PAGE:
The European Union said on Wednesday U.S. subsidies for Boeing Co. had caused Airbus billions of dollars of damage in recent years and described the U.S. response to the charges as weak.
The European Union and the United States are embroiled in a battle over the multi-billion-dollar large civil aircraft business, with each accusing the other of unfair state aid for their plane builders.
The dispute goes beyond stakes in a market worth about $80 billion a year for big jets and touches on sensitive defense concerns as Boeing and Airbus parent EADS are major defense aerospace suppliers.
Both Washington and Brussels have filed complaints at the World Trade Organization (WTO), which are being considered by a three-person dispute panel.
In the latest panel hearings on Wednesday, the European Union laid out details of U.S. aid for Boeing and dismissed U.S. defense arguments as ineffective or misleading.
In the EU's case against Boeing, the European Union says unfair U.S. subsidies to Boeing over the past two decades and running to 2024 total $23.7 billion.
The United States accuses Europe of granting $205 billion in illegal launch aid, including theoretical interest on the aid, to Airbus, now a fully-owned subsidiary of EADS.
Each side must prove that the other paid illegal subsidies and that their own industry suffered damage as a result.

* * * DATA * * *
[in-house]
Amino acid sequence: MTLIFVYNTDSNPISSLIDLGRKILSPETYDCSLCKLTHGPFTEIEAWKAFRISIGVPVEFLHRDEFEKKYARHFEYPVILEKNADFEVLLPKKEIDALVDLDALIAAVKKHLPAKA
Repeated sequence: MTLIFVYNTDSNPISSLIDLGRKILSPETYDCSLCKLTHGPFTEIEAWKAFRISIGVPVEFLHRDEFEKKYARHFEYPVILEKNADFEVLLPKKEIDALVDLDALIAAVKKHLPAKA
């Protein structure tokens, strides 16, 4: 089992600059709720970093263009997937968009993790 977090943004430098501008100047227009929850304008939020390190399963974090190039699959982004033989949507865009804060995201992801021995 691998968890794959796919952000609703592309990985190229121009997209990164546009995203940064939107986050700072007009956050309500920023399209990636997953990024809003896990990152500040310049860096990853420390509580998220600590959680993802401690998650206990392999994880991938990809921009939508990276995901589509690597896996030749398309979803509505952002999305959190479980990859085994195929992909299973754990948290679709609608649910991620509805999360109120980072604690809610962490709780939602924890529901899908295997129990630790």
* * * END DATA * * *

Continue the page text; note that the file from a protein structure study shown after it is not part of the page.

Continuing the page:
Boeing is relying on a smoke screen of inflated numbers and broad brush accusations, said Geoff Shuman, Airbus director of European affairs. We will produce the cold facts to demonstrate subsidy by subsidy how U.S. subsidies have benefited Boeing and injured Airbus interests, he told reporters.
Between 2004 and 2006, Boeing received subsidies of roughly $5 billion used to keep down the price of Boeing aircraft and facilitate the early launch of Boeing's superior fuel-efficient 787 Dreamliner, an EU official said. As a result, Airbus lost $27 billion in revenue in that period.
But the United States says the EU complaint greatly exaggerates the amounts involved.
The EU's claims are to distract attention from its own massive subsidies, Gretchen Hamel, a spokeswoman for the U.S. Trade Representative, said in a statement.
Airbus says Boeing is exaggerating the amount of launch aid it received.
The EU's charges revolve around two main forms of aid.
It says Boeing received tax breaks from local authorities including a $4 billion package from Washington state. The United States says these tax breaks were available to any business, but the EU said they had been specifically negotiated with Boeing.
The EU also charges that work Boeing did for the U.S. aerospace agency NASA and Defense Department amounted to disguised subsidies worth $16.6 billion.
Washington says this was properly contracted research, and that in any case under U.S. law military technology cannot be used on civil aircraft that can be exported or flown abroad.
But the European Union says some military technology can be used to construct civil aircraft even if it is not part of the finished plane, and research grants were not repaid.
U.S. officials also ask how Airbus can argue it suffered harm from any subsidies, if there were any, as its market share rose to 57 percent in 2005 from 37 percent in 2001.
Airbus's market share slipped to 54 percent last year but U.S. officials say any setbacks it suffered were due to design problems on its A350 and a misplaced decision to promote the mammoth and subsequently delayed double-decker A380.
Sales of the two are now running neck and neck, but Boeing is edging ahead in orders this year.